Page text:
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In Japanese economic review (Oxford, England)

The Labor Force Survey, a large-scale government statistics, and the causal forest algorithm are used to estimate the group average treatment effect of the COVID-19 on the employment status for each month from January to June 2020. We find that (1) because of the seasonality in employment status at monthly level, whether we use January 2020 as the base month for comparison, as done in most of the studies or whether we use the same month last year as the base comparison group makes a large difference; (2) whether we include those who are absent from work among the employed or not makes a large difference in the measure of the impact of COVID-19 and its changes; (3) if we use the employment measure which does not include those who are absent from work among the employed, 25-30% among the employed are adversely affected and that 10% of the employed experienced more than 10% decline in employment probability in April, 2020; (4) those who are the most affected by the COVID-19 are those who are unemployed or work part-time in the hotel and restaurant industry and service occupations; (5) in addition, younger and female respondents are more affected than are older and male respondents; and (6) we observe no clear differences in the impacts of COVID-19 with respect to living location, education status, and firm size among the most affected.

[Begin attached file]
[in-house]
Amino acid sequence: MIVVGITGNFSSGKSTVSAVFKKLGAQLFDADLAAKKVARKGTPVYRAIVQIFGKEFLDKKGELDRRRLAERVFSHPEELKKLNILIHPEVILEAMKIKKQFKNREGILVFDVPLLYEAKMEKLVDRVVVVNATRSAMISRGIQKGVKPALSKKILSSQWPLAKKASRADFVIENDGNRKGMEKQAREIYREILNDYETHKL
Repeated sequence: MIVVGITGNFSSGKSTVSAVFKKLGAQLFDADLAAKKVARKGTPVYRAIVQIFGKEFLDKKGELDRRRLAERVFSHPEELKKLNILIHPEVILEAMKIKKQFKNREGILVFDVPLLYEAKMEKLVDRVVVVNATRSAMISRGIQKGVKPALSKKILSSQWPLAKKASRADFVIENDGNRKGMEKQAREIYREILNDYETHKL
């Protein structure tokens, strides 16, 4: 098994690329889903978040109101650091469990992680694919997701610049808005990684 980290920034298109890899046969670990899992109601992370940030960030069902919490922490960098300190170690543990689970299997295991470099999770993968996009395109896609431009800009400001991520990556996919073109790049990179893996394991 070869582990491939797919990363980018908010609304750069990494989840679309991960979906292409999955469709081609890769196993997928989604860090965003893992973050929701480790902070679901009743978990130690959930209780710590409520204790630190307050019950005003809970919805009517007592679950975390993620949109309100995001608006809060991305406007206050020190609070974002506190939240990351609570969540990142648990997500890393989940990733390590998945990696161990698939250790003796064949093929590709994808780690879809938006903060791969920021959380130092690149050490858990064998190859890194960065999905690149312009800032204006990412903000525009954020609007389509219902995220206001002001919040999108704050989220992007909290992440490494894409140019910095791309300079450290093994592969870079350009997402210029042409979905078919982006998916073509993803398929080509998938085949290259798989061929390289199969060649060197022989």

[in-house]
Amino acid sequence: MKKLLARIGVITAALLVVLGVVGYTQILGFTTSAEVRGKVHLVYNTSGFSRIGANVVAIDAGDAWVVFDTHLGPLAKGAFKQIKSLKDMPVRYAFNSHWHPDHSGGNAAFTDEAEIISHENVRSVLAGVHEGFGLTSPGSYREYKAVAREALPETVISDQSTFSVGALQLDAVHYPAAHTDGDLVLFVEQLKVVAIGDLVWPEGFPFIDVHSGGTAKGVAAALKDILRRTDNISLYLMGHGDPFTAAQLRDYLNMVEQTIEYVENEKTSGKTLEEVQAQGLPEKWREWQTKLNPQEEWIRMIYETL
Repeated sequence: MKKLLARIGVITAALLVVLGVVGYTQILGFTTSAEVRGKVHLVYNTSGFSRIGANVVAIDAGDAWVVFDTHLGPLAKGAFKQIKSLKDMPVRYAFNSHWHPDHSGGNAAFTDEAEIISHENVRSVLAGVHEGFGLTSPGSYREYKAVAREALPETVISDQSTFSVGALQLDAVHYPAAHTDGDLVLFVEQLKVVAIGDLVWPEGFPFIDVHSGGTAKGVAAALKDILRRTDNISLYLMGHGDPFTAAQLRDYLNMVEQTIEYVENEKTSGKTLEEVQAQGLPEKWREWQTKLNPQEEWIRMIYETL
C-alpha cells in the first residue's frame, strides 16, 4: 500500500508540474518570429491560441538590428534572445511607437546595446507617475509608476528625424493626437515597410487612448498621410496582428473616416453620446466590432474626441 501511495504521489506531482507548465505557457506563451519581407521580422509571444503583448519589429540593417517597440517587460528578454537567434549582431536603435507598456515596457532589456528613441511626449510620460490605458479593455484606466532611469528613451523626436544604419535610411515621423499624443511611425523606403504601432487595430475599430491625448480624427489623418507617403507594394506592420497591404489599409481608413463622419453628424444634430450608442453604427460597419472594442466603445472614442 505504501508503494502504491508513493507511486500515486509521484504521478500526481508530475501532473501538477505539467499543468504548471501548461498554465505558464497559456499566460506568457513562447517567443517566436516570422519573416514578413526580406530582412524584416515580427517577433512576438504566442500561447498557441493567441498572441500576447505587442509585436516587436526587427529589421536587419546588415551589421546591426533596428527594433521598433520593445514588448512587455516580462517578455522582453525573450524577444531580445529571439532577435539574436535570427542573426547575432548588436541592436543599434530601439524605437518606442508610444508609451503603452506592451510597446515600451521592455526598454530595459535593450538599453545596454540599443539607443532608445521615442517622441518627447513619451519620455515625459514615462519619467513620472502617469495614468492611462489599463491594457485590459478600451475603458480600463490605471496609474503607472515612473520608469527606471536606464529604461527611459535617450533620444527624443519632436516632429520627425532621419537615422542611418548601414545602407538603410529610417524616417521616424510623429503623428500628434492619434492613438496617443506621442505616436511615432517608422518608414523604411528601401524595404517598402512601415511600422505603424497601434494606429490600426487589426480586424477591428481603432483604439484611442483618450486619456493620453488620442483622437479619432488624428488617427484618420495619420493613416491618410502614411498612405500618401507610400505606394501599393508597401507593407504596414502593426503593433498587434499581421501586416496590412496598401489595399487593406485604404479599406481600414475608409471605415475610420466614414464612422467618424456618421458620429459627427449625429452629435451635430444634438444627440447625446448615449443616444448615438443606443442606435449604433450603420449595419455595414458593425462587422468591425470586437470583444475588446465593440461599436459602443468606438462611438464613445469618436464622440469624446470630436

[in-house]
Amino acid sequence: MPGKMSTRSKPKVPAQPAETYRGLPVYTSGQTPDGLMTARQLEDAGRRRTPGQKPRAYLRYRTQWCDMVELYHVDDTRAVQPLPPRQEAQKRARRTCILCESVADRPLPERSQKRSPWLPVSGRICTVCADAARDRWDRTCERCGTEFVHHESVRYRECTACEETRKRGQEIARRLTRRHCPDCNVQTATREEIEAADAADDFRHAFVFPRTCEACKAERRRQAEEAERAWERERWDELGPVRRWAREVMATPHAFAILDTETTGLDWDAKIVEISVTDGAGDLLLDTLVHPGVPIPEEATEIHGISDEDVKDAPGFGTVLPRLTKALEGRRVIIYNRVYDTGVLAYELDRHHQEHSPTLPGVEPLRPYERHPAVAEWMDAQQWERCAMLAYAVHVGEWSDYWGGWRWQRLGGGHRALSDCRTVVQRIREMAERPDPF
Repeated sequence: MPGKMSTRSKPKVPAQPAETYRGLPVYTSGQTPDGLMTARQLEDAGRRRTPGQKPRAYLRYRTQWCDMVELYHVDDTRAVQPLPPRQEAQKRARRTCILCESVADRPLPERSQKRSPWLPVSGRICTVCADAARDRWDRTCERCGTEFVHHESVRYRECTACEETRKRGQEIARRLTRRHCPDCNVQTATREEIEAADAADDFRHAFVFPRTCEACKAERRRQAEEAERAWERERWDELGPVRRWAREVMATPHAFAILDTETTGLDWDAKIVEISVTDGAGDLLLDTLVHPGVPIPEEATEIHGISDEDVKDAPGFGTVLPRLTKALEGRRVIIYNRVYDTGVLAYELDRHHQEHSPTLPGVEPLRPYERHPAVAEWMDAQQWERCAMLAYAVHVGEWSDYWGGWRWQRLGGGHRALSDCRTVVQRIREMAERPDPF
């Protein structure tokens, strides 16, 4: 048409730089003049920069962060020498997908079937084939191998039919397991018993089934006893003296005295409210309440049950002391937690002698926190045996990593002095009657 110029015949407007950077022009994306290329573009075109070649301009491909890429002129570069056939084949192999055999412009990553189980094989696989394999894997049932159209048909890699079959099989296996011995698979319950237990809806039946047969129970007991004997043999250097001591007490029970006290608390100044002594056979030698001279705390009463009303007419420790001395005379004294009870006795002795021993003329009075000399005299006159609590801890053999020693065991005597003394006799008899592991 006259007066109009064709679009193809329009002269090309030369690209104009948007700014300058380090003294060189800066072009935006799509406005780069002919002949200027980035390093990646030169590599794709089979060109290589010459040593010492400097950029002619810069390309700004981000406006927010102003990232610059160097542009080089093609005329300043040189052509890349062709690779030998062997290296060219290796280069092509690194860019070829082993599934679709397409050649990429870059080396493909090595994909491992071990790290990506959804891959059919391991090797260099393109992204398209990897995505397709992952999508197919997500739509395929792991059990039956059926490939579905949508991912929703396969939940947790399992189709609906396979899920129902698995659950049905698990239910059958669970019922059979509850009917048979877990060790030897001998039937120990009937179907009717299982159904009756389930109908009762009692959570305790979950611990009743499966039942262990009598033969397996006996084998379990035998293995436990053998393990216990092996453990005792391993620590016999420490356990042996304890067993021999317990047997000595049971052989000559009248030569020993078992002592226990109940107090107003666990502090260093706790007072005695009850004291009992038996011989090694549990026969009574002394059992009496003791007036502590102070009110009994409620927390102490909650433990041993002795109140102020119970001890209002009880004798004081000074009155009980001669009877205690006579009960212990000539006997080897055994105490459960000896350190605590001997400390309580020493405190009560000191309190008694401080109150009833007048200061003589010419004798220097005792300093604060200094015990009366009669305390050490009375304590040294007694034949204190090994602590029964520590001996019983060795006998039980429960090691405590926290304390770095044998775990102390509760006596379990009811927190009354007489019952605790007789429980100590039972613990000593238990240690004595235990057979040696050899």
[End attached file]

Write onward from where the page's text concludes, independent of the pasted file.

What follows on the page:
Fukai Taiyo, Ichimura Hidehiko, Kawata Keisuke

2021-Jul-19

COVID-19, Causal machine learning, Decomposition, Job creation